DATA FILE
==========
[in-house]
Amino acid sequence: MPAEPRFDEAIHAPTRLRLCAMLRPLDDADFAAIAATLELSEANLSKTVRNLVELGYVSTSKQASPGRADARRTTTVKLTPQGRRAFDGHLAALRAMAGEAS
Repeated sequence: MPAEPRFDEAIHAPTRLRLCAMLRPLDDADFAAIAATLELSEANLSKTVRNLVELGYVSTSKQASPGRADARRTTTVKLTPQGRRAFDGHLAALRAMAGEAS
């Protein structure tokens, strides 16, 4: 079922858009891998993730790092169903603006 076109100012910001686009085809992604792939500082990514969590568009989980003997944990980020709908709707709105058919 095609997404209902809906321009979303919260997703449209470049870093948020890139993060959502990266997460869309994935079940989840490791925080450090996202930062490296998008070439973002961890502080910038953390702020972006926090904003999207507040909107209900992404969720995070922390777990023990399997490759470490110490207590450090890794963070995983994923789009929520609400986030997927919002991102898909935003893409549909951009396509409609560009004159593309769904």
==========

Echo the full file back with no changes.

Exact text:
[in-house]
Amino acid sequence: MPAEPRFDEAIHAPTRLRLCAMLRPLDDADFAAIAATLELSEANLSKTVRNLVELGYVSTSKQASPGRADARRTTTVKLTPQGRRAFDGHLAALRAMAGEAS
Repeated sequence: MPAEPRFDEAIHAPTRLRLCAMLRPLDDADFAAIAATLELSEANLSKTVRNLVELGYVSTSKQASPGRADARRTTTVKLTPQGRRAFDGHLAALRAMAGEAS
């Protein structure tokens, strides 16, 4: 079922858009891998993730790092169903603006 076109100012910001686009085809992604792939500082990514969590568009989980003997944990980020709908709707709105058919 095609997404209902809906321009979303919260997703449209470049870093948020890139993060959502990266997460869309994935079940989840490791925080450090996202930062490296998008070439973002961890502080910038953390702020972006926090904003999207507040909107209900992404969720995070922390777990023990399997490759470490110490207590450090890794963070995983994923789009929520609400986030997927919002991102898909935003893409549909951009396509409609560009004159593309769904």